I have lived in lots of countries around the world (USA, India, UK), and I know that everywhere you can find someone who has destructive ideas and thoughts. However, I assure you that in Serbia racism never was and never will be an issue.
Regarding the violence, it is mostly attached to the fans of Red Star and Partizan. Even regarding this matter though, I don’t think that the situation in Serbia is worse compared to other, bigger countries.
Violence in football is a problem on a global level and Serbia is not worse in that case than any other country. I’m proud to say that Vojvodina has never had an issue of this ilk with fan violence, and this is what sets us further apart from the rest.
What is the best thing about working at Vojvodina?
Personally for me, the best thing about working at Vojvodina is knowing that you are spending your time and your energy usefully. The job isn’t simply to earn a cheque at the end of the month. Here, I’m helping a club that I love and care about growing.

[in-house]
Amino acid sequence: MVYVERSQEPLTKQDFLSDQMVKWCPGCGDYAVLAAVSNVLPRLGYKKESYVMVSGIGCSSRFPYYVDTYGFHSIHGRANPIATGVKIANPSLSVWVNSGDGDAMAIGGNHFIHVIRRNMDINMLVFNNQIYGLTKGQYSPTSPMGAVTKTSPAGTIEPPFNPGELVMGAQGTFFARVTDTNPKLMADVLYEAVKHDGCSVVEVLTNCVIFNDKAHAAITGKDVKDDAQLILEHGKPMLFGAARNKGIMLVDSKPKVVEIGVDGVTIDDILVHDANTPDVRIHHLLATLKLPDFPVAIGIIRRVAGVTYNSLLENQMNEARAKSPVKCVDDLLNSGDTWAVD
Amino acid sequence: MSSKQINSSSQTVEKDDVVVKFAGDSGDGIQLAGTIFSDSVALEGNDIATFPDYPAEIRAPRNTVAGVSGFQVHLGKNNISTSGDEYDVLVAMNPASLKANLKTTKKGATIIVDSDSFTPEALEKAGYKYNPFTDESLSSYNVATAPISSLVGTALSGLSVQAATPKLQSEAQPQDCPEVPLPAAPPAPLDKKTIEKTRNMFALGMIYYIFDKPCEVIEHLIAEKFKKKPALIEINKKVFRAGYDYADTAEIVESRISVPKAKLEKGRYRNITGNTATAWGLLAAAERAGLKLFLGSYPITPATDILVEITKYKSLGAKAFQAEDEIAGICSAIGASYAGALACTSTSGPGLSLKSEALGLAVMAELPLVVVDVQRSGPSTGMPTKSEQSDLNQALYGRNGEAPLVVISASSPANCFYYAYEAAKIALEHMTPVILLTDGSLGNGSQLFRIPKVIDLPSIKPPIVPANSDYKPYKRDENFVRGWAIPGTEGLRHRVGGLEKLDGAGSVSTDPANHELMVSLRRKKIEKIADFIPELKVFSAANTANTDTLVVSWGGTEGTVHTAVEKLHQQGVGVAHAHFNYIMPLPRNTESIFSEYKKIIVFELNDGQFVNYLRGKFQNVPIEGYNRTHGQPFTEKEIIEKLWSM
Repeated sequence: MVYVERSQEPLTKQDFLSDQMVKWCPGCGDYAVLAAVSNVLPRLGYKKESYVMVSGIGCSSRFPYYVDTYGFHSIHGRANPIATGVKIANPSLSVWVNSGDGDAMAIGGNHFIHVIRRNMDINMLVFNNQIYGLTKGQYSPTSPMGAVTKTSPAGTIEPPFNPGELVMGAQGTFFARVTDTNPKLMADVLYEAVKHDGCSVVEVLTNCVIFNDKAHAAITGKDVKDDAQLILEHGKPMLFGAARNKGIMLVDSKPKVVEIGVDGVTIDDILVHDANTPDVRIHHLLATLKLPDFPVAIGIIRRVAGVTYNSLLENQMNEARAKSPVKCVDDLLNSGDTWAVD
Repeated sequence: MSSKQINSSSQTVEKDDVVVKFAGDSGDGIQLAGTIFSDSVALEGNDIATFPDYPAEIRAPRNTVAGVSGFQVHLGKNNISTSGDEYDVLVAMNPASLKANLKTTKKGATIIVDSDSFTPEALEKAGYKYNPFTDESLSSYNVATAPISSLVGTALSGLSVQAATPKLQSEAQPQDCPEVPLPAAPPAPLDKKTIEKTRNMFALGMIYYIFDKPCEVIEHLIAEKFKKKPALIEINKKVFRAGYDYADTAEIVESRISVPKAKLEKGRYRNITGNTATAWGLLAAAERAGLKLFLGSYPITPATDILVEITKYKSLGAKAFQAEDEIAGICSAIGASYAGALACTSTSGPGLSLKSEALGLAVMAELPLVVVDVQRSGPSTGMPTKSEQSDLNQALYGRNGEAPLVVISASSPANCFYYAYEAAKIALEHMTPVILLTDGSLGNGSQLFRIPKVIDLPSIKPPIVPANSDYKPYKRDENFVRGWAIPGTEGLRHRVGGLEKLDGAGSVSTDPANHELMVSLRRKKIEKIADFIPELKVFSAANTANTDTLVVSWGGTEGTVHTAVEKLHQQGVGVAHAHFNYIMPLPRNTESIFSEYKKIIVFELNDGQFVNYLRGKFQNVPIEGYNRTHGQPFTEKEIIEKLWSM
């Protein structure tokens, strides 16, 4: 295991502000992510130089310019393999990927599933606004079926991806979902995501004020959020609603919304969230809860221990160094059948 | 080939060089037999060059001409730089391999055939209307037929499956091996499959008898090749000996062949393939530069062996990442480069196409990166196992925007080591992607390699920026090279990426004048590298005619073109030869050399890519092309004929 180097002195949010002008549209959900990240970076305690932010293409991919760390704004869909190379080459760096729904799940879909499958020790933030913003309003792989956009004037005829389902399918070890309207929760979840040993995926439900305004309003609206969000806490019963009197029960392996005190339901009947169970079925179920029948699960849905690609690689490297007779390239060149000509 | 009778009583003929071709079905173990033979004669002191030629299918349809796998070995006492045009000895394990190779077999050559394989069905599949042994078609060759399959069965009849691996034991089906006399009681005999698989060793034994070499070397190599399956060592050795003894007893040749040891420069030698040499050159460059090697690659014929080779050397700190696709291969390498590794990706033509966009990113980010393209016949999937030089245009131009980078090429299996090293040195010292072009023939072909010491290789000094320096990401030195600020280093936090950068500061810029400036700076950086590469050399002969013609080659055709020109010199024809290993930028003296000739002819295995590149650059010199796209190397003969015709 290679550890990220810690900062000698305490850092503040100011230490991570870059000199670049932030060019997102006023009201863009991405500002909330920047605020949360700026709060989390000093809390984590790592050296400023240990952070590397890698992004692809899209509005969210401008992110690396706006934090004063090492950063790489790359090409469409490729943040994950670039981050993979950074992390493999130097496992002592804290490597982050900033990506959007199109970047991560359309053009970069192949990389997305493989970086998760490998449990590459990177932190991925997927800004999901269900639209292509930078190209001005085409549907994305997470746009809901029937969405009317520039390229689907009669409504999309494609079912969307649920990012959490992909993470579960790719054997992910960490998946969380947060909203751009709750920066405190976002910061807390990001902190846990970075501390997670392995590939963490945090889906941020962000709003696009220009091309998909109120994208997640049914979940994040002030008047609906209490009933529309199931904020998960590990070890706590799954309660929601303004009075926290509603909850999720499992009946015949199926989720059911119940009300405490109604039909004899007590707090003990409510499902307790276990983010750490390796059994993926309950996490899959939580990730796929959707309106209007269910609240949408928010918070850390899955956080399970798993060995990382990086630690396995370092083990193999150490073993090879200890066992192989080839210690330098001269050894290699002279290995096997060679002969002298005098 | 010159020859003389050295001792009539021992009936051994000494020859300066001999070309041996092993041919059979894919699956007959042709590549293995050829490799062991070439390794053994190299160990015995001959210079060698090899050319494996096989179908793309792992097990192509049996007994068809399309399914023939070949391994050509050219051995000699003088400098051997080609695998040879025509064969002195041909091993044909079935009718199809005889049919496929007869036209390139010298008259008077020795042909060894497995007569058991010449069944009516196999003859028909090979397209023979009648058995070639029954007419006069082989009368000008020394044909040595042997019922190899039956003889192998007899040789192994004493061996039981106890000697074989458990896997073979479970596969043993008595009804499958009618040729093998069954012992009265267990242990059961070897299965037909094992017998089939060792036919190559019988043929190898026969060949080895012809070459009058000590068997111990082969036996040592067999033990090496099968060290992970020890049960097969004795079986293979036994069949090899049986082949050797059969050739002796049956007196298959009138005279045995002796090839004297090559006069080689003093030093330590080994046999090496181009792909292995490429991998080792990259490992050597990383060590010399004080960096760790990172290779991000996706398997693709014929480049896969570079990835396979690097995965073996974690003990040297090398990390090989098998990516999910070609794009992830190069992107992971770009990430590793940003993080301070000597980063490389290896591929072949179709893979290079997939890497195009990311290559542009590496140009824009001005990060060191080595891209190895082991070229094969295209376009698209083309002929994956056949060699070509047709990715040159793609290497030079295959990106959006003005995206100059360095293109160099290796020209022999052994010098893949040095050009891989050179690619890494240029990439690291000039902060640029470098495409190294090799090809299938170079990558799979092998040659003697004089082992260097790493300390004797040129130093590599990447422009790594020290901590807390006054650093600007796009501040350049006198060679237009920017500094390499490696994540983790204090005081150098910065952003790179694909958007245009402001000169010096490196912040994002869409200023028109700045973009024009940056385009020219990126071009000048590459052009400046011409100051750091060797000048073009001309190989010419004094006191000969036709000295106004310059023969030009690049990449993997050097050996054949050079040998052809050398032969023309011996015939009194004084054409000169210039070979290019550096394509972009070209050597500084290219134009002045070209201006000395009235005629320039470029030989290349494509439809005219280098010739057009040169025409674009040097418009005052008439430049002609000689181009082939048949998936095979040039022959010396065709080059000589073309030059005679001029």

Basically every day at Vojvodina is exciting and for me, it includes lots of travelling, not just in Serbia, but also in Europe, and all over the world. Also, at Vojvodina, we are all like one big family and that is why very often we are willing to go the extra mile and help someone even if isn’t a part of our prescribed duties.
Of course, like in every big family, sometimes there are arguments and unpleasant discussions, but we keep ourselves united and try to do the best for the club.
What do you think Serbian football needs to reach the next level?